A few years back, Suzanne (Suzie) Wajda thought her brother's friends were the culprits who burglarized the house in Huntington Beach where sister and brother lived with their mother.
And her brother thought her friends were responsible for stealing the television, stereo and other items totaling $1,500.
Although it proved to be neither, "it helped me to understand how people think and feel after they have been burglarized. Everybody we looked at was a suspect," Wajda said.
Those were the reasons she changed jobs 10 years ago from medical secretary to Neighborhood Watch specialist for the City of Huntington Beach.
"I remember when they asked me why I wanted the job," she said. "I replied, 'I was a victim of a burglary.' "
For herself, "I remember the awful feeling when (the burglary) happened, the anger I had knowing I had no real privacy and nothing was off limits."
And then there was the disappointment when she felt the police didn't do anything about it. "Ten years ago, police really didn't know what neighborhood watch was," she said. "I think they thought it was a vigilante committee."
But Wajda, 41, who accompanies an officer when residential groups ask for help to protect themselves with a Neighborhood Watch program, said, "I know better today. Police can do just so much. The public has to help."
Her efforts have paid off. Gov. George Deukmejian recently shook her hand after she received the 1987 Governor's Crime Prevention Award, sponsored by the California STOP CRIME Coalition.
"The day I was notified . . . I was on Cloud Nine," said Wajda. "I was proud of what Huntington Beach Neighborhood Watch had accomplished."
The governor noted that while the city's population has grown 22% in the last 10 years, the residential burglary rate has decreased by 34%.
There's still work to be done in Huntington Beach, so Wajda plans to stay awhile, especially since she's a year-round beach person who finds happiness on the sand, especially during the winter when there is open space.
"During the winter, you have a chance to do some serious thinking on the beach, figuring out what you want to do with your life," she said, "the goals you have and how to attain them."
But she noted that "one of these days I'll make my home in Hawaii. The islands would be the ideal spot to end a person's working life."
Living on Guam before World War II, Jose Castro wanted to be an American serviceman--any branch and any duty station would do. Now at age 62, his wish has come true, sort of.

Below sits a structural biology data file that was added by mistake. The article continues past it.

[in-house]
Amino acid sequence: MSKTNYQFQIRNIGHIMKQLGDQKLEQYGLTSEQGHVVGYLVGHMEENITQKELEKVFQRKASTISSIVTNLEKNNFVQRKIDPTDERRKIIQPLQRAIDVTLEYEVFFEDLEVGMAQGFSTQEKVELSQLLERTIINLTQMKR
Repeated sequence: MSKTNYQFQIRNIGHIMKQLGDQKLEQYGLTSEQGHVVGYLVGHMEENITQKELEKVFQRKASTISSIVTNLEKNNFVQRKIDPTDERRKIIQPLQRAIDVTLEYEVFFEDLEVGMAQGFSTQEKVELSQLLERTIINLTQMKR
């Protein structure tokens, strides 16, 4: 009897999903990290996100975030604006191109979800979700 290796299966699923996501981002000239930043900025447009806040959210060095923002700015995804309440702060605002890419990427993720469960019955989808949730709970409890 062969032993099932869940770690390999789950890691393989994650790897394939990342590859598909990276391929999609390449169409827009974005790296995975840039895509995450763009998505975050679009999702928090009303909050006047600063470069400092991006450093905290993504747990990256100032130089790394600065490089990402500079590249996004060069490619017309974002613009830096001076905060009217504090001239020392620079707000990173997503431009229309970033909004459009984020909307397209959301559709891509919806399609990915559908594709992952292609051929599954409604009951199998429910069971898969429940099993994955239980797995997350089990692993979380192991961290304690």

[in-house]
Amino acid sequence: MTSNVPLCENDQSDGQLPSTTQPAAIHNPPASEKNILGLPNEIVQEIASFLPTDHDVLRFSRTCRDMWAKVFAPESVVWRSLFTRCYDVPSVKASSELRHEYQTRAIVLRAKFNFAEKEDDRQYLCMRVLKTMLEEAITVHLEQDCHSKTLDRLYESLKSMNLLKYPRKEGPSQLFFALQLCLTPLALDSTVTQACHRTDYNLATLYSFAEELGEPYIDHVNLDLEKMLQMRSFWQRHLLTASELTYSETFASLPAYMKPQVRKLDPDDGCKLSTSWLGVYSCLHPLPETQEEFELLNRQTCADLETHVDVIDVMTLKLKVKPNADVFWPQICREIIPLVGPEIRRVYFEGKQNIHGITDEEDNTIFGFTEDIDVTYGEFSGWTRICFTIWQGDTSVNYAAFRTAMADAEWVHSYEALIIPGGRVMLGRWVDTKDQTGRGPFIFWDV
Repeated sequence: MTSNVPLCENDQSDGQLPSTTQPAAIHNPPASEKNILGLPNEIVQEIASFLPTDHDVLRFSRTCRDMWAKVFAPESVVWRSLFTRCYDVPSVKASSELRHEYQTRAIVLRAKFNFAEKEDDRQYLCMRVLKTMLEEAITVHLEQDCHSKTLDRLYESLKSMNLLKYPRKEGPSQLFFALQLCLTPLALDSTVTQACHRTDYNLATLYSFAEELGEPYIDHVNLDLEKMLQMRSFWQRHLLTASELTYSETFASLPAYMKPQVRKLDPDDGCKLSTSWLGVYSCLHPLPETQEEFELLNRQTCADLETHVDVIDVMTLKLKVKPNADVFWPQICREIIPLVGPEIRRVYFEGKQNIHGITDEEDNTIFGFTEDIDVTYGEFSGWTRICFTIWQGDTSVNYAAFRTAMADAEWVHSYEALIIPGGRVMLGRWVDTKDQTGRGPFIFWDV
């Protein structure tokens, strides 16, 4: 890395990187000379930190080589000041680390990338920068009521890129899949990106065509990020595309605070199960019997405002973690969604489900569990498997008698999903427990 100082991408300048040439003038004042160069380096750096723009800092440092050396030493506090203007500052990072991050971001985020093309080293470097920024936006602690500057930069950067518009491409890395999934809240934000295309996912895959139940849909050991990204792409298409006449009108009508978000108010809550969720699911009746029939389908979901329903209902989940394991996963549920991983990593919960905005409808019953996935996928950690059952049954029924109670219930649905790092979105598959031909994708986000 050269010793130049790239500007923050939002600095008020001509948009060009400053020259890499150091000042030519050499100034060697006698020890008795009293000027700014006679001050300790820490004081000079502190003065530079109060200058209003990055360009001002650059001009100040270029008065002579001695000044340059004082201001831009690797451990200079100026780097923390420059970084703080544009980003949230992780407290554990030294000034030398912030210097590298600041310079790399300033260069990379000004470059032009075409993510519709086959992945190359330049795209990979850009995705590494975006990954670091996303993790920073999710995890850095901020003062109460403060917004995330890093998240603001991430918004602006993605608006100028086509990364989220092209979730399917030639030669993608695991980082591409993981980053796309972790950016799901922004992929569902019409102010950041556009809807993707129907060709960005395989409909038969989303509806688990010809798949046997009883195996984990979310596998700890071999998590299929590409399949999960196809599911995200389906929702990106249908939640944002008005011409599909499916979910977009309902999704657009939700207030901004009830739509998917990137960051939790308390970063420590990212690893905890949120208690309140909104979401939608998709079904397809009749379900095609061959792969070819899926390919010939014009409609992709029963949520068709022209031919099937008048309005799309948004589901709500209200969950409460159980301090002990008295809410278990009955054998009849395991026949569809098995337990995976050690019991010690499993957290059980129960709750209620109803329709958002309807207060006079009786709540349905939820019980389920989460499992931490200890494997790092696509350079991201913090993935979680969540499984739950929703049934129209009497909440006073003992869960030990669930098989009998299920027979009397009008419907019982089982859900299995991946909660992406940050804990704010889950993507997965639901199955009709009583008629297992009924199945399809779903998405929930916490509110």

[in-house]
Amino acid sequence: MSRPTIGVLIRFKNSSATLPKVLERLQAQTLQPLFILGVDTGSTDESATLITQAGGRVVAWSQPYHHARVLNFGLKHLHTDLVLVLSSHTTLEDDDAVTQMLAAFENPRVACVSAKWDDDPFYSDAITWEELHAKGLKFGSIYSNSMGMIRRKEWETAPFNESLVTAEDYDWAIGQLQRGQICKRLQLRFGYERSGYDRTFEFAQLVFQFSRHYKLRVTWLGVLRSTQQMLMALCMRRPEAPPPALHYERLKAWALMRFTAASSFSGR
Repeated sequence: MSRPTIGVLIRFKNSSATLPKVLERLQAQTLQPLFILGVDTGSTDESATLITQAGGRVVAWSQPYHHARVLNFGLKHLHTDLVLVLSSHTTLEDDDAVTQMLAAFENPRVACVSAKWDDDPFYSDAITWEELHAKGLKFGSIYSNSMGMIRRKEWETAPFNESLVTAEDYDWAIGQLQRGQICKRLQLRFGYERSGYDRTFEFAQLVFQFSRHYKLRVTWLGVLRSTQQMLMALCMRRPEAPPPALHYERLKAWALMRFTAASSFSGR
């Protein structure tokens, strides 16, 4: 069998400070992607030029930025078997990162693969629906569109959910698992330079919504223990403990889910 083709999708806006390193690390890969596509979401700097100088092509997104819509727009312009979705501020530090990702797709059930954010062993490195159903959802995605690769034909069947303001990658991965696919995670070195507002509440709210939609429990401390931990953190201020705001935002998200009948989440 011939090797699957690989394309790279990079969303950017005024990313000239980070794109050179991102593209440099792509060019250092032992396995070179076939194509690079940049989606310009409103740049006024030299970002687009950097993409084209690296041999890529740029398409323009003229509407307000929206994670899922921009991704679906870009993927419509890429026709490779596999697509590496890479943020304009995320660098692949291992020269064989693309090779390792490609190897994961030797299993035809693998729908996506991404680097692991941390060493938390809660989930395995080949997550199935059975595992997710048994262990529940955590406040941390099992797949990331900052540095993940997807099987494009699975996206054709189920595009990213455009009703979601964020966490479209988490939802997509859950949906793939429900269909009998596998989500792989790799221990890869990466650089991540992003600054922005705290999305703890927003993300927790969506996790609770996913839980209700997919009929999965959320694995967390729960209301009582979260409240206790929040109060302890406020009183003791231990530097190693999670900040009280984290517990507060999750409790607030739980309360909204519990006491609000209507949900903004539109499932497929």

The Guam native, who saw his island invaded and occupied by the Japanese, worked side by side with U.S. Marines who liberated the island.
As a Guam policeman, he helped the Marines secure the island.
"They picked 40 of us to help them mop up," said Castro, who later was one of 15 who participated with Marines in the invasion of a small nearby island. He acted as an interpreter.
Castro considered himself a Marine, although the U.S. government did not.
It wasn't until recently that Castro, who immigrated to the United States in 1963, was notified that he had, in fact, been classified as a Marine.
He received discharge papers along with the Asiatic-Pacific Campaign Medal and the Victory Medal and was cited for working with the "Guam Combat Patrol."
The awards were presented to him in formal ceremonies at the Naval Weapons Station in Seal Beach, where he works.
"I cannot express my feelings," Castro said. "I'm happy I'm still alive to receive them."
They threw a party for Ernest (Boney) Broadwell at the H. Louis Lake Senior Citizen Center in Garden Grove and it set a record. He was the first center member to celebrate his 100th birthday there.
Instead of a birthday cake, Broadwell said, "I'd rather have apple pie and ice cream." That's what he got, but guests were served slices from a regular birthday cake.
Acknowledgments--Saddleback High School freshman Duc To of Santa Ana won first place and a $200 savings bond in the Automobile Assn. of America's school traffic safety poster program. His poster will be used in the AAA's national campaign for traffic safety.